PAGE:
Tuberculosis (TB) is an infectious disease that can infect almost any tissue of the body, especially the lungs. It is caused by Mycobacterium tuberculosis.
According to the WHO, there are about 10 million people in the world are sick with TB and in 2021, a total of 1.6 million people died from the infection. Globally, Africa records the second highest prevalence of TB – 23% behind South-East Asia at 45%. In 2020, Nigeria had the highest number of TB cases in Africa – 9.9 million people.
What happens in tuberculosis?
All cases of TB are transmitted between persons via respiratory droplets. For instance, when someone with TB infection coughs, sneezes, or talks, tiny droplets of saliva or mucus are expelled into the air which can be inhaled by another person. Once the infectious particles reach the alveoli (small sac-like structures in the air spaces in the lung), another group of cells called macrophages (immune cells of the body), engulf the TB bacteria. The bacteria are then transmitted to the lymphatic system and bloodstream. Once this happens, there is spread to other body organs.
The bacteria multiplies further in organs that have a rich oxygen supply such as the upper lobes of the lungs, kidneys, bone marrow, and meninges (membrane-like coverings of the brain and spinal cord).
What is latent TB?
This is a state where an individual has the bacteria in his body, but his immune system stops them from spreading. This individual will not manifest any symptom nor is he contagious. The infection is however still alive in his body and can become active one day.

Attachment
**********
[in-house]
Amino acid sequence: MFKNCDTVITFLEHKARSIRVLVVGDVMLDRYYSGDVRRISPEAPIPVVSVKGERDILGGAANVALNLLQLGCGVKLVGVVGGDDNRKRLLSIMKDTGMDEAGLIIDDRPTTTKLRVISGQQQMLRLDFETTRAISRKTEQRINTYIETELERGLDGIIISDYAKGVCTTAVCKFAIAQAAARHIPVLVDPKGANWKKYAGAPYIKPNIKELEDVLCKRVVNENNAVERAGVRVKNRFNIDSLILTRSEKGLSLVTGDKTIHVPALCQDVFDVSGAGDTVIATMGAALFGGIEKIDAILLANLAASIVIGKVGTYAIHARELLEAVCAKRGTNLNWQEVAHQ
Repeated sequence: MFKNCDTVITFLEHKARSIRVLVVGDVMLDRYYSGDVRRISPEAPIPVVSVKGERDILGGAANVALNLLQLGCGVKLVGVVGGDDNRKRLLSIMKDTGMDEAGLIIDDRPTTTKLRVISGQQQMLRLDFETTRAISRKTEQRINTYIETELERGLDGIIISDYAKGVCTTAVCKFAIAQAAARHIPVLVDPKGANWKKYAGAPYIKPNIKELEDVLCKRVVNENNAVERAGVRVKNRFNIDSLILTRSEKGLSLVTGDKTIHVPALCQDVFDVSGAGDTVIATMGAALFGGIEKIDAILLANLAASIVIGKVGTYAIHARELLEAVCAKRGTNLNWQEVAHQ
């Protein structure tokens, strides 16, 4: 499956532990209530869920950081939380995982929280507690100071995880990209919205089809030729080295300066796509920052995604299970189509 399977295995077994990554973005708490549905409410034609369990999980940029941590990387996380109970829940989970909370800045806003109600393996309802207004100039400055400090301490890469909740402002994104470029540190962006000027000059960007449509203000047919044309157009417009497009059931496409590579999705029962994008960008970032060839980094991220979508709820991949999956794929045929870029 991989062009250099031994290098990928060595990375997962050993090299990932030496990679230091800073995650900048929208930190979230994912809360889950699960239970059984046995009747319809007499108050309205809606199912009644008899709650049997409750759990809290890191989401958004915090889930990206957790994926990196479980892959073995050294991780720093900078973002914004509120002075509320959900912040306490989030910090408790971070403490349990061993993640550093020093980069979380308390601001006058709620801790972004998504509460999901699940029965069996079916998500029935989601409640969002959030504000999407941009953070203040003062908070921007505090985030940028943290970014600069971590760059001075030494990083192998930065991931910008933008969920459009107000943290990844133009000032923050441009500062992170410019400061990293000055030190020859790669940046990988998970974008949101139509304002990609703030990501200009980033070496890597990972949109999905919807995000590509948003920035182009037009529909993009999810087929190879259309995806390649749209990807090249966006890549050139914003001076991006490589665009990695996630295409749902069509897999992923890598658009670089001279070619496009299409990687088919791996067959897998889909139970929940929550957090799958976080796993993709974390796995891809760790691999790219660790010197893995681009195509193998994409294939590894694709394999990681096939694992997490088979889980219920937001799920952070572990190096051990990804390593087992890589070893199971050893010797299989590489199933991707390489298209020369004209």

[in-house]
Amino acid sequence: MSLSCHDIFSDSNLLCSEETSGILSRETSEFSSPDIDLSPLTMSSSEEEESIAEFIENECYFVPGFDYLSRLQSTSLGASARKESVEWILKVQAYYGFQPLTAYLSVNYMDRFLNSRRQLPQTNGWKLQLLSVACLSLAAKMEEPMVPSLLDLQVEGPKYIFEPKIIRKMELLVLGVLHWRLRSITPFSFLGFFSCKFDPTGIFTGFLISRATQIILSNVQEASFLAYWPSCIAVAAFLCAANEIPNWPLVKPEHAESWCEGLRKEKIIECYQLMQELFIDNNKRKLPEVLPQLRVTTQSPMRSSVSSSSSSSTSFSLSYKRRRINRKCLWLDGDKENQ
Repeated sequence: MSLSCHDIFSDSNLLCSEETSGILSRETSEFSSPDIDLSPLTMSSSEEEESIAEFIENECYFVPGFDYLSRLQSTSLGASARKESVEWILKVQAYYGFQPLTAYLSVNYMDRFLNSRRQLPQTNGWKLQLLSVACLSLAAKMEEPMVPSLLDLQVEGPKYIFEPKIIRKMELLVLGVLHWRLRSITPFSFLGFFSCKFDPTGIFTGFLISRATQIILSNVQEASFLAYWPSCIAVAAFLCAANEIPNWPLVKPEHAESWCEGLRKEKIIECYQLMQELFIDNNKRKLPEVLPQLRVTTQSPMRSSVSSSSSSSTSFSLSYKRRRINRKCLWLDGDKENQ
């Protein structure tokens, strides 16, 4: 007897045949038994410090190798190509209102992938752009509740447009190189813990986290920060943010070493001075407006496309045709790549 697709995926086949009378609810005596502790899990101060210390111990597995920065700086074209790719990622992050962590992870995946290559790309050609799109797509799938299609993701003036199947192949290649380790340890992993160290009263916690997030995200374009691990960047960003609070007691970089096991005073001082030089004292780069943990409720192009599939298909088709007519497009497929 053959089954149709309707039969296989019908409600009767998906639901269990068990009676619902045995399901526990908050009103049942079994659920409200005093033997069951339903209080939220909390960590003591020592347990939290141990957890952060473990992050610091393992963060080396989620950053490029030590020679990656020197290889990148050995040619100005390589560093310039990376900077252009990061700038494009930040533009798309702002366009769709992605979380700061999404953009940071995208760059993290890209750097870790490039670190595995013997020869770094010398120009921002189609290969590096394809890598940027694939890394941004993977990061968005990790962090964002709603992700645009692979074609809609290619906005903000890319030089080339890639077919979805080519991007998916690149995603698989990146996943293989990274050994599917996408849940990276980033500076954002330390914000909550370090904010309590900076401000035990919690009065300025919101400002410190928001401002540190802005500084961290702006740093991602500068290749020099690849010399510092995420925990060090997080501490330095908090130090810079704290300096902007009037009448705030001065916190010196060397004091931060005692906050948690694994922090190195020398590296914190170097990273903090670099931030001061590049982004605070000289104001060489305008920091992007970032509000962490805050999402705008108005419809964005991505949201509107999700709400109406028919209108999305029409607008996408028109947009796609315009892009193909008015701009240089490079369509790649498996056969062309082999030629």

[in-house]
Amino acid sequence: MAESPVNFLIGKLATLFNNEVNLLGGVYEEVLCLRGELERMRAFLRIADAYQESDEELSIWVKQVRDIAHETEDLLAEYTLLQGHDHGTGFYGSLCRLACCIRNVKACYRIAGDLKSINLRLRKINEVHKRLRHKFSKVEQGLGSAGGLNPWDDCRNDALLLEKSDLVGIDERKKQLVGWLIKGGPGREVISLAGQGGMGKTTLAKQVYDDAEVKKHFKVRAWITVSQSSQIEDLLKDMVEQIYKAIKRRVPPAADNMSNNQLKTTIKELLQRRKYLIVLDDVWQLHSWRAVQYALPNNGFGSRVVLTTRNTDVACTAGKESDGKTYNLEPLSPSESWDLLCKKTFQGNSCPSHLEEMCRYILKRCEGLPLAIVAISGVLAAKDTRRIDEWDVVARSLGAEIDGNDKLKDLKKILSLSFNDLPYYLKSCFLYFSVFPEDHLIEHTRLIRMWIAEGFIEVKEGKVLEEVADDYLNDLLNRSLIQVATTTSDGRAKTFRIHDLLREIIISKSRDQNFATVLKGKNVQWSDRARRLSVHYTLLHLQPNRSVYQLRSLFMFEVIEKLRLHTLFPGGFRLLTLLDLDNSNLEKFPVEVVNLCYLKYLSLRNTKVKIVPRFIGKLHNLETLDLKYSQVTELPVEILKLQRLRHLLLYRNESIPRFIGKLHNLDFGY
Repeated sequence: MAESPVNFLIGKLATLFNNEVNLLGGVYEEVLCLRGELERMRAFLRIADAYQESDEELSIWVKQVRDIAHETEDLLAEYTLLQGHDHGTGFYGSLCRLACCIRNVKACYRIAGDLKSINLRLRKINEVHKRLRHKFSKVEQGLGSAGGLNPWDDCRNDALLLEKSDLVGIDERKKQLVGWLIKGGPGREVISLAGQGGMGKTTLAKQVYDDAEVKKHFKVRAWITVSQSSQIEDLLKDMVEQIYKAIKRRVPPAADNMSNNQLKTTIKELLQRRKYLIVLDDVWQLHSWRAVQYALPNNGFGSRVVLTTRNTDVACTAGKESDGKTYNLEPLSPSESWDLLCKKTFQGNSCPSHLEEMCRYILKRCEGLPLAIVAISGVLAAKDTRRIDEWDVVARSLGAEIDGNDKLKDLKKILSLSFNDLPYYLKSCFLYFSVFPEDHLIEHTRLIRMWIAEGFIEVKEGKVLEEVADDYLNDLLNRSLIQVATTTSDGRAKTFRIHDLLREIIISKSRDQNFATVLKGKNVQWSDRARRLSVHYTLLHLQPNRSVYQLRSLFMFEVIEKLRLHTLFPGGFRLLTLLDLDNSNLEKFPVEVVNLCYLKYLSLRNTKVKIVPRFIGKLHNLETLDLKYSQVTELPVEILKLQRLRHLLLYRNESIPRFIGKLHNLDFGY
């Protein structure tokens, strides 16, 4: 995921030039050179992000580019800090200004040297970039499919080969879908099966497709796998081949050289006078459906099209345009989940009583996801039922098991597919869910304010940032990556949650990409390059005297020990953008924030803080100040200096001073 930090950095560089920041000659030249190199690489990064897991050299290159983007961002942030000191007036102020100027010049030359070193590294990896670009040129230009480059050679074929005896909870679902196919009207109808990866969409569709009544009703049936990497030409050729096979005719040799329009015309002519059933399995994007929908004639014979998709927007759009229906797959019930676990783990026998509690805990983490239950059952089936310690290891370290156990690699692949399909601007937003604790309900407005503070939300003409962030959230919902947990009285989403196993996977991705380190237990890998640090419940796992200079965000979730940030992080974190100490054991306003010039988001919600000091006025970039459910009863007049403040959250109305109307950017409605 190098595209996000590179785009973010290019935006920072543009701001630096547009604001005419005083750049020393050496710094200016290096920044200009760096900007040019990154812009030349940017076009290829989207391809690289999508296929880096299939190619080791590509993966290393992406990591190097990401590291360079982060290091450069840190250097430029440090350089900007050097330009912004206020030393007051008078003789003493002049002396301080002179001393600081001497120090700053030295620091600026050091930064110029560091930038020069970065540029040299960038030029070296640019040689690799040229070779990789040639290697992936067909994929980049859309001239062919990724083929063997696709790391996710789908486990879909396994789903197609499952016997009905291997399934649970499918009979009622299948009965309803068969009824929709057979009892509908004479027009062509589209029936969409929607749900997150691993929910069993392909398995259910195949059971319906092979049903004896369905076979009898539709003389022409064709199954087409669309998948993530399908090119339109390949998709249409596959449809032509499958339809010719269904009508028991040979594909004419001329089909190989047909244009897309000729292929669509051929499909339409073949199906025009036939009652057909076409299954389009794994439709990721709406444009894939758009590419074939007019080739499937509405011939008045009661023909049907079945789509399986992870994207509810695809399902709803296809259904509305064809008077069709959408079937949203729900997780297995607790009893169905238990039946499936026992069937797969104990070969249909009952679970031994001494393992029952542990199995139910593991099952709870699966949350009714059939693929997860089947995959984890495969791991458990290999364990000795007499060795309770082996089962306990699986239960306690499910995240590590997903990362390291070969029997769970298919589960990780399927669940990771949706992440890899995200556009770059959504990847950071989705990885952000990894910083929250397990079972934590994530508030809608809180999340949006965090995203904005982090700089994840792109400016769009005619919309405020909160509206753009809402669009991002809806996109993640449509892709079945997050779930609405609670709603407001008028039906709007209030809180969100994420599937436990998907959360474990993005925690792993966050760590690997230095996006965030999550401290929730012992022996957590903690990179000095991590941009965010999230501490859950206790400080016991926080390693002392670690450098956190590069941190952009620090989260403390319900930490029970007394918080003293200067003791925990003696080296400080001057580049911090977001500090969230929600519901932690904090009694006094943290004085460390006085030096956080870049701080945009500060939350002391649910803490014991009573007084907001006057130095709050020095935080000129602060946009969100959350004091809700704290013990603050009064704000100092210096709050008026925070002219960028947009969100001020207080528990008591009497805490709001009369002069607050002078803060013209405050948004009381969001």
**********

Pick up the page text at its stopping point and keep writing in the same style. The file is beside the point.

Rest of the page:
Signs and symptoms of TB
Common signs and symptoms include:
- A cough that lasts more than 3 weeks
- Chest pain
- Coughing of blood
- Feeling tired
- Drenching night sweats
- Loss of appetite
- Weight loss
How is tuberculosis diagnosed?
Your doctor will take a detailed history of all the symptoms you have. This is followed by a physical examination which would involve checking your lymph nodes for swelling. It would also involve listening to your chest with a stethoscope.
Skin tests are used for screening. Blood tests may be used to confirm or rule out latent or active tuberculosis. These tests use sophisticated technology to measure the body’s immune response to TB infection. Imaging tests which could be a chest X-ray or a CT scan may show white spots in the lungs where the immune systems has walled off the bacteria or changes in the lungs that imply an active infection. Sputum test is also done to confirm TB infection.
Treatment of tuberculosis
With adequate treatment, tuberculosis is almost always curable. Doctors prescribe antibiotics to kill the bacteria that cause it. You may need to take these medications for 6-12 months. The medications you take and how long you’ll have to take them depends on the organs affected and the sensitivity of the bacteria. Sometimes, the antibiotics used to treat the disease don’t work. This type of TB is called drug-resistant TB. If you have this form of the disease, you may need to take stronger medications for longer.
The four main drugs used are ethambutol, isoniazid, pyrazinamide, rifampicin.
A word from HealthFacts to you
Nigeria has the highest burden of TB infection in Africa. It is expedient to bring this disease under control. Once you notice one or more of the previously highlighted symptoms of the infection, visit your doctor immediately for proper treatment.
Till next time, stay informed and stay healthy.
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